Last year in the UK over 60,000 cancer patients enrolled on clinical trials aimed at improving cancer treatments and making them available to all.
A trial looking at nab-paclitaxel and gemcitabine after surgery for pancreatic cancer (APACT)
Please note - this trial is no longer recruiting patients. We hope to add results when they are available.
This trial is looking at 2 chemotherapy drugs called gemcitabine and nab-paclitaxel after surgery for pancreatic cancer. It is for people whose pancreatic cancer can be completely removed.
More about this trial
It may be possible to remove pancreatic cancer with surgery if it hasn’t grown further than the surrounding tissues. You usually have the chemotherapy drug gemcitabine after your operation to lower the chance of the cancer coming back.
Doctors are looking at ways to improve treatment for pancreatic cancer. In this trial, researchers are looking at a drug called nab-paclitaxel alongside gemcitabine. Nab-paclitaxel is another chemotherapy drug. It is also known as Abraxane.
Researchers want to find out if having nab-paclitaxel and gemcitabine helps people after surgery for pancreatic cancer.
This trial will compare the combination of gemcitabine and nab-paclitaxel with gemcitabine alone. The aims of the trial are to
- See which treatment works better to delay or stop the cancer coming back after surgery
- Learn more about the side effects and how this affects quality of life
Who can enter
You may be able to join this trial if all of the following apply
- You have pancreatic cancer that can be completely removed with surgery
- You have a certain type of cancer called adenocarcinoma of the pancreas (your doctor can tell you more about this)
- Your doctor thinks you will be able to start treatment no more than 3 months after your surgery
- You have satisfactory blood test results
- You are well enough to carry out all your normal activities apart from heavy physical work (performance status 0 or 1)
- You are willing to use reliable contraception during treatment and for 6 months afterwards if there is any chance you or your partner could become pregnant
- You are at least 18 years old
You cannot join this trial if any of these apply. You
- Have already had treatment for pancreatic cancer
- Have an infection that is not getting better with treatment
- Have certain heart problems (the trial team can advise you about this)
- Have certain lung conditions such as interstitial lung disease
- Have problems with a type of body tissue called connective tissue, such as a condition called lupus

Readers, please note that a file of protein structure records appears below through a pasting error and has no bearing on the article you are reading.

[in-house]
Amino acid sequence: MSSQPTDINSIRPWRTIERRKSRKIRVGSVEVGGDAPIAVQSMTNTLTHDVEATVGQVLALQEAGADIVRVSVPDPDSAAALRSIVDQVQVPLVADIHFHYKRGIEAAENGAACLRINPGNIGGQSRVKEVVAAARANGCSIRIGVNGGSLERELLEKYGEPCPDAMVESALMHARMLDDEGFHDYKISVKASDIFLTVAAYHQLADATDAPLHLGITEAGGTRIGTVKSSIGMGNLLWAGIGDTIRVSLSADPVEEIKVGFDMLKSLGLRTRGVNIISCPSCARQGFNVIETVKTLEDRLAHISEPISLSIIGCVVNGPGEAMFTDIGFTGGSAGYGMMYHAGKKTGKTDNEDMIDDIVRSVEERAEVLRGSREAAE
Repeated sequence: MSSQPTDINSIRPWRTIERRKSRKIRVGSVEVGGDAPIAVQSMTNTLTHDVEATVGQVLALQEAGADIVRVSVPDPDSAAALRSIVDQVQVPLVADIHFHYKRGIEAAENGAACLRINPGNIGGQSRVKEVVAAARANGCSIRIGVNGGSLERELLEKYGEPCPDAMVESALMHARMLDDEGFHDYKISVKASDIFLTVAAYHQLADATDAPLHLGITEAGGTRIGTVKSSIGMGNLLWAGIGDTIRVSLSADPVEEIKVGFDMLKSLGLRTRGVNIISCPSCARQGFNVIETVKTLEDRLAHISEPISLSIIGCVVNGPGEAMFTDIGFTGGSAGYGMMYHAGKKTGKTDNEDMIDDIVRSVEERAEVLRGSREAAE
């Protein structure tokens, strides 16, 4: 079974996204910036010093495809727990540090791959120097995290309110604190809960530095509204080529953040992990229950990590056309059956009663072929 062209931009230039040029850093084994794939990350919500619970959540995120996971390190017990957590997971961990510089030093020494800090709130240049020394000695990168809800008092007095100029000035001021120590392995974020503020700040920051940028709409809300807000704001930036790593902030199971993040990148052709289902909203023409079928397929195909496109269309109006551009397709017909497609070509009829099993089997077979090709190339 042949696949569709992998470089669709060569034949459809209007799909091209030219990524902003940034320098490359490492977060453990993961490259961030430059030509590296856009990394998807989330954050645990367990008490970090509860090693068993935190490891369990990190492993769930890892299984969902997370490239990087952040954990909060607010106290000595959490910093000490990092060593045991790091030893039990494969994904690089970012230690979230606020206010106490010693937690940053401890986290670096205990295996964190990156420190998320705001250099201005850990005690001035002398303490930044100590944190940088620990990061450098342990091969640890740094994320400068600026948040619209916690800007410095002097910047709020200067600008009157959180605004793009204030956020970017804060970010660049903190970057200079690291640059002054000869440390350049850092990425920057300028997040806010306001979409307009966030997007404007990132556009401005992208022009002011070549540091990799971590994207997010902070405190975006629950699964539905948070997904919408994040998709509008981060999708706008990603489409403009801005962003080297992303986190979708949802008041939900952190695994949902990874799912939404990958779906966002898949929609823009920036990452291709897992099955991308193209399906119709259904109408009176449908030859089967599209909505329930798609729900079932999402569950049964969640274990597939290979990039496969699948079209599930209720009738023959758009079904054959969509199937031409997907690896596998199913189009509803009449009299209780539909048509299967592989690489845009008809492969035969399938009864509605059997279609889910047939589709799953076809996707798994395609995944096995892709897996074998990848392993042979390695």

- Have had another cancer in the last 5 years apart from very early cancer of the cervix (CIS) or
non melanoma skin cancerthat was successfully treated more than 6 months ago
- Are known to be allergic or very sensitive to nab-paclitaxel or gemcitabine
- Are having any other treatment as part of a clinical trial
- Have HIV, hepatitis B or hepatitis C
- Have any other serious medical condition or mental health problem that the trial team thinks could affect you taking part in the trial
- Are pregnant or breastfeeding
This is a phase 3 trial. The researchers need 800 people to take part. It is a randomised trial. The people taking part are put into 1 of 2 treatment groups by a computer. Neither you nor your doctor will be able to decide which group you are in.
- People in one group have gemcitabine
- People in the other group have gemcitabine and nab-paclitaxel
You start chemotherapy no more than 3 months after your surgery. You have gemcitabine and nab-paclitaxel through a drip into a vein. Whichever group you are in, you have treatment once a week. Each 4 week period is called a cycle of treatment. Everyone has up to 6 cycles and this will take about 5½ months in total.
Everybody taking part will be asked to fill out a questionnaire before starting treatment, at set times during the trial and after finishing treatment. The questionnaire will ask about any side effects you have had and how you have been feeling. This is called a quality of life study.
You see the doctor to have some tests before taking part in this trial. These tests include
You have your chemotherapy at the hospital once a week.
You see the trial doctor every month for a check up and have some blood tests. Every 2 months, you have either a CT or MRI scan while you are having treatment. After that, you have one every 3 to 6 months.
When you finish treatment, you see the trial doctor every 3 months for about 2½ years and then every 6 months for a further 2½ years.
The most common side effects of nab-paclitaxel include
- A drop in blood cells causing an increased risk of infection, bleeding or bruising problems, tiredness and breathlessness
- Constipation or diarrhoea
- Feeling or being sick
- Tingling and numbness in your fingers and toes (peripheral neuropathy)
- Tiredness (fatigue)
- High temperature (fever) or chills
- Loss of appetite and weight loss
- Cough or shortness of breath
- Rash, itching or changes to your nails
- Swelling of your hands, feet or face
- Trouble sleeping (insomnia)
- Tummy (abdominal) pain or discomfort
- Pain in your joints or muscles
- Mouth pain or taste change
- Hair loss
- Liver problems
- Nose bleeds
This is not a complete list of side effects. The trial doctor or nurse will talk to you about other possible side effects before you agree to take part in the trial.
We have more information on the side effects of gemcitabine.
How to join a clinical trial
Professor Jeff Evans